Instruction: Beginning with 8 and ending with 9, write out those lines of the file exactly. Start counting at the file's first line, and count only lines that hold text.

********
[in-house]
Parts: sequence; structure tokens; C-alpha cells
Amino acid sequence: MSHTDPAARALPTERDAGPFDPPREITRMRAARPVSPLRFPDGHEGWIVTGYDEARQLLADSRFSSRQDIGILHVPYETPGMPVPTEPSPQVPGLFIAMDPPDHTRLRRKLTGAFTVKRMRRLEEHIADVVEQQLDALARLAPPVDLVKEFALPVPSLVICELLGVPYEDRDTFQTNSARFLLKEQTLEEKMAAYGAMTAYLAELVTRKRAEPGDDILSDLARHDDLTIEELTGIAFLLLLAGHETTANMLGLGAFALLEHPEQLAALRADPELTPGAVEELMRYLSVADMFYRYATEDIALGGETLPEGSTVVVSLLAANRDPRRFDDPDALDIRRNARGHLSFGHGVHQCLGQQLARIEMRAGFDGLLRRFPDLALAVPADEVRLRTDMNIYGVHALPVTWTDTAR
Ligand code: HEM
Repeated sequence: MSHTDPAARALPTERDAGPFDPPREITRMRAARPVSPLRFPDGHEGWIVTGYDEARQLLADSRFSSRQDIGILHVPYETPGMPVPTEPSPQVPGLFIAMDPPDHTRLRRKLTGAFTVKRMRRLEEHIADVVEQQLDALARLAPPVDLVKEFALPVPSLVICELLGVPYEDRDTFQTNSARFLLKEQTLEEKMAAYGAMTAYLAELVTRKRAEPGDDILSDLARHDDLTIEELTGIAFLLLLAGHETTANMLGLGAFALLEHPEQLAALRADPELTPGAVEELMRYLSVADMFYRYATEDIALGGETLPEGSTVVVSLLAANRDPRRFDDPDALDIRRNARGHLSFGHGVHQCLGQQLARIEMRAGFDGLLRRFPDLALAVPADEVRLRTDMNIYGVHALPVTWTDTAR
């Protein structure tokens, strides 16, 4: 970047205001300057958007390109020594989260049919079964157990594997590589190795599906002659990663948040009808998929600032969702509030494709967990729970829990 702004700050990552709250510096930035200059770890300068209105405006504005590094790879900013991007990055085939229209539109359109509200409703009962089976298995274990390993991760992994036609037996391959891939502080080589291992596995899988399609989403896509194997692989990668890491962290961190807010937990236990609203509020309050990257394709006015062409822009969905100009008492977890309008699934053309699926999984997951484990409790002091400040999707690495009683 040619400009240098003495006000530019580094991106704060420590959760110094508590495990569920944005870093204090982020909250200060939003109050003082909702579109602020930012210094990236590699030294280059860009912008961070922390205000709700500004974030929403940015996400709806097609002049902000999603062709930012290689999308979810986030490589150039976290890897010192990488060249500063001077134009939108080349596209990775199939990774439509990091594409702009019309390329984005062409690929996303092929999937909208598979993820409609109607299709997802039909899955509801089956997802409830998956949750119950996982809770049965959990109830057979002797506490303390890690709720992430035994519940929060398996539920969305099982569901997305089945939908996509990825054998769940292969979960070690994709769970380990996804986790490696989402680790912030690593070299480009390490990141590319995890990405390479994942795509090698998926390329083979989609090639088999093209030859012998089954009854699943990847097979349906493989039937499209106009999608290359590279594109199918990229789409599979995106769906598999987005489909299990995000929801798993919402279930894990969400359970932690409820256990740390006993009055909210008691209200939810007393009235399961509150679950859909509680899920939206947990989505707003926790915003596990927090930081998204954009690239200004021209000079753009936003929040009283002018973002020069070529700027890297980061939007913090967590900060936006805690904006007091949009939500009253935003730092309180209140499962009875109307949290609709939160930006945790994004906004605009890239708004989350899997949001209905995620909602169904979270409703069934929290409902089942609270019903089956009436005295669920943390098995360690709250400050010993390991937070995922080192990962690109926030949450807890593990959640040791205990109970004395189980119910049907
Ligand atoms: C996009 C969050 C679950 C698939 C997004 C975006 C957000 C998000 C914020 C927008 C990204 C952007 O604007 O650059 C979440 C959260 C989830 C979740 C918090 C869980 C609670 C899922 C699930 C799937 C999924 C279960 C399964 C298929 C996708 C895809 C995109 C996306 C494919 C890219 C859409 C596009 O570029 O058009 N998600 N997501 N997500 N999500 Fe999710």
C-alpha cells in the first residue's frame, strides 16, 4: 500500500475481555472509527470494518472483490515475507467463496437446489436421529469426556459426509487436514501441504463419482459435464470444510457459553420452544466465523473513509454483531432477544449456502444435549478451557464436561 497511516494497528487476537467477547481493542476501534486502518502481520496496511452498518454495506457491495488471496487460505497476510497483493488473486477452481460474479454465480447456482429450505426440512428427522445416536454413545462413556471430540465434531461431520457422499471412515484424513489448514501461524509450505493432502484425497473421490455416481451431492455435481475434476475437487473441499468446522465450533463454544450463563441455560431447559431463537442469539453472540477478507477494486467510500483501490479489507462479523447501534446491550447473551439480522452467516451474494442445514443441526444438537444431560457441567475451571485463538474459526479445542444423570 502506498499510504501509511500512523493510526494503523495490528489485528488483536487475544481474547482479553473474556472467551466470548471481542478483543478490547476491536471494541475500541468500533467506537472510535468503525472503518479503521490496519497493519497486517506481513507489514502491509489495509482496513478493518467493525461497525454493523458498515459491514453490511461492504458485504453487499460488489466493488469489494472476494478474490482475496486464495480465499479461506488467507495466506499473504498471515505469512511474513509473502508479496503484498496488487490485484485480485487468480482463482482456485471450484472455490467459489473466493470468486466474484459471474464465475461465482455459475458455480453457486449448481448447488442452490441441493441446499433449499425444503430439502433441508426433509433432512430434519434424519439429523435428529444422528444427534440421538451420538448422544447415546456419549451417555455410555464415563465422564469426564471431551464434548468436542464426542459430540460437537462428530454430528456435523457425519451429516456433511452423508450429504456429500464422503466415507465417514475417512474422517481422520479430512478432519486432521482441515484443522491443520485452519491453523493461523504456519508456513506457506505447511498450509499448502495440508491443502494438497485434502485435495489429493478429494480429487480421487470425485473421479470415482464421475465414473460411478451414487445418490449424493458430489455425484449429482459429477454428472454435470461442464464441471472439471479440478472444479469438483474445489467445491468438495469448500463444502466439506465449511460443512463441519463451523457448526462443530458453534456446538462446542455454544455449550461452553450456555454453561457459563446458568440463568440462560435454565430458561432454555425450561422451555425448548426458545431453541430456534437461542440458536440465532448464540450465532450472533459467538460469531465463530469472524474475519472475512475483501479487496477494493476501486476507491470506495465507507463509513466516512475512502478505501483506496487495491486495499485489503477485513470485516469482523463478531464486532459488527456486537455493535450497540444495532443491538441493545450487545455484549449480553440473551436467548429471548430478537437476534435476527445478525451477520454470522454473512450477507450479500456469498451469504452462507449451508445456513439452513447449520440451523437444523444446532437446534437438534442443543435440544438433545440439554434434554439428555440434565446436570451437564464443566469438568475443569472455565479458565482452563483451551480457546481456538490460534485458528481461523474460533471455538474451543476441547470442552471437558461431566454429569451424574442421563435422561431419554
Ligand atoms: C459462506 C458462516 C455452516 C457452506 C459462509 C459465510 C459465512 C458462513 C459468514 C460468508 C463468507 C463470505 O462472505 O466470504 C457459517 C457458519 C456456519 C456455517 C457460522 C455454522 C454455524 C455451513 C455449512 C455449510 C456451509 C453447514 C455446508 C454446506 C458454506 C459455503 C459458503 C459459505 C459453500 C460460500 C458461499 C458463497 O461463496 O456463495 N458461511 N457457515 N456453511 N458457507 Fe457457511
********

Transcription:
C-alpha cells in the first residue's frame, strides 16, 4: 500500500475481555472509527470494518472483490515475507467463496437446489436421529469426556459426509487436514501441504463419482459435464470444510457459553420452544466465523473513509454483531432477544449456502444435549478451557464436561 497511516494497528487476537467477547481493542476501534486502518502481520496496511452498518454495506457491495488471496487460505497476510497483493488473486477452481460474479454465480447456482429450505426440512428427522445416536454413545462413556471430540465434531461431520457422499471412515484424513489448514501461524509450505493432502484425497473421490455416481451431492455435481475434476475437487473441499468446522465450533463454544450463563441455560431447559431463537442469539453472540477478507477494486467510500483501490479489507462479523447501534446491550447473551439480522452467516451474494442445514443441526444438537444431560457441567475451571485463538474459526479445542444423570 502506498499510504501509511500512523493510526494503523495490528489485528488483536487475544481474547482479553473474556472467551466470548471481542478483543478490547476491536471494541475500541468500533467506537472510535468503525472503518479503521490496519497493519497486517506481513507489514502491509489495509482496513478493518467493525461497525454493523458498515459491514453490511461492504458485504453487499460488489466493488469489494472476494478474490482475496486464495480465499479461506488467507495466506499473504498471515505469512511474513509473502508479496503484498496488487490485484485480485487468480482463482482456485471450484472455490467459489473466493470468486466474484459471474464465475461465482455459475458455480453457486449448481448447488442452490441441493441446499433449499425444503430439502433441508426433509433432512430434519434424519439429523435428529444422528444427534440421538451420538448422544447415546456419549451417555455410555464415563465422564469426564471431551464434548468436542464426542459430540460437537462428530454430528456435523457425519451429516456433511452423508450429504456429500464422503466415507465417514475417512474422517481422520479430512478432519486432521482441515484443522491443520485452519491453523493461523504456519508456513506457506505447511498450509499448502495440508491443502494438497485434502485435495489429493478429494480429487480421487470425485473421479470415482464421475465414473460411478451414487445418490449424493458430489455425484449429482459429477454428472454435470461442464464441471472439471479440478472444479469438483474445489467445491468438495469448500463444502466439506465449511460443512463441519463451523457448526462443530458453534456446538462446542455454544455449550461452553450456555454453561457459563446458568440463568440462560435454565430458561432454555425450561422451555425448548426458545431453541430456534437461542440458536440465532448464540450465532450472533459467538460469531465463530469472524474475519472475512475483501479487496477494493476501486476507491470506495465507507463509513466516512475512502478505501483506496487495491486495499485489503477485513470485516469482523463478531464486532459488527456486537455493535450497540444495532443491538441493545450487545455484549449480553440473551436467548429471548430478537437476534435476527445478525451477520454470522454473512450477507450479500456469498451469504452462507449451508445456513439452513447449520440451523437444523444446532437446534437438534442443543435440544438433545440439554434434554439428555440434565446436570451437564464443566469438568475443569472455565479458565482452563483451551480457546481456538490460534485458528481461523474460533471455538474451543476441547470442552471437558461431566454429569451424574442421563435422561431419554
Ligand atoms: C459462506 C458462516 C455452516 C457452506 C459462509 C459465510 C459465512 C458462513 C459468514 C460468508 C463468507 C463470505 O462472505 O466470504 C457459517 C457458519 C456456519 C456455517 C457460522 C455454522 C454455524 C455451513 C455449512 C455449510 C456451509 C453447514 C455446508 C454446506 C458454506 C459455503 C459458503 C459459505 C459453500 C460460500 C458461499 C458463497 O461463496 O456463495 N458461511 N457457515 N456453511 N458457507 Fe457457511